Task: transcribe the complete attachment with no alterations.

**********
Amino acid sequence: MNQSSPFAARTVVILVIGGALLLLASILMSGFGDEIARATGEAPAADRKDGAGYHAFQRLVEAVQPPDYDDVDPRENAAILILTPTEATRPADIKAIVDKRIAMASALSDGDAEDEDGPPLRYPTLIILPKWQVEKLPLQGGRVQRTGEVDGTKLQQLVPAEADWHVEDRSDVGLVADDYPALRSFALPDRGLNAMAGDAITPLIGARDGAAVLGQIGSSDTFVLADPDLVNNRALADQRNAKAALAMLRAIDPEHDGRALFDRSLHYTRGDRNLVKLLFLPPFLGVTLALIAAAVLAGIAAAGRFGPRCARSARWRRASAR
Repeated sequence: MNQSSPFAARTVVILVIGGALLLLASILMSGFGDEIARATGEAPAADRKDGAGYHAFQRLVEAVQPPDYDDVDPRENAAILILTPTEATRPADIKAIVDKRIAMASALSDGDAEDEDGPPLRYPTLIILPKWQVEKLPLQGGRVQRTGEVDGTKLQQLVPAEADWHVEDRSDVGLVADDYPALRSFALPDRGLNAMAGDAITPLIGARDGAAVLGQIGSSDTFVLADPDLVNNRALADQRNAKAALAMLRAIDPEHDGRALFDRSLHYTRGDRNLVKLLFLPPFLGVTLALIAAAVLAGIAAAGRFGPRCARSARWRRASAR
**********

Amino acid sequence: MNQSSPFAARTVVILVIGGALLLLASILMSGFGDEIARATGEAPAADRKDGAGYHAFQRLVEAVQPPDYDDVDPRENAAILILTPTEATRPADIKAIVDKRIAMASALSDGDAEDEDGPPLRYPTLIILPKWQVEKLPLQGGRVQRTGEVDGTKLQQLVPAEADWHVEDRSDVGLVADDYPALRSFALPDRGLNAMAGDAITPLIGARDGAAVLGQIGSSDTFVLADPDLVNNRALADQRNAKAALAMLRAIDPEHDGRALFDRSLHYTRGDRNLVKLLFLPPFLGVTLALIAAAVLAGIAAAGRFGPRCARSARWRRASAR
Repeated sequence: MNQSSPFAARTVVILVIGGALLLLASILMSGFGDEIARATGEAPAADRKDGAGYHAFQRLVEAVQPPDYDDVDPRENAAILILTPTEATRPADIKAIVDKRIAMASALSDGDAEDEDGPPLRYPTLIILPKWQVEKLPLQGGRVQRTGEVDGTKLQQLVPAEADWHVEDRSDVGLVADDYPALRSFALPDRGLNAMAGDAITPLIGARDGAAVLGQIGSSDTFVLADPDLVNNRALADQRNAKAALAMLRAIDPEHDGRALFDRSLHYTRGDRNLVKLLFLPPFLGVTLALIAAAVLAGIAAAGRFGPRCARSARWRRASAR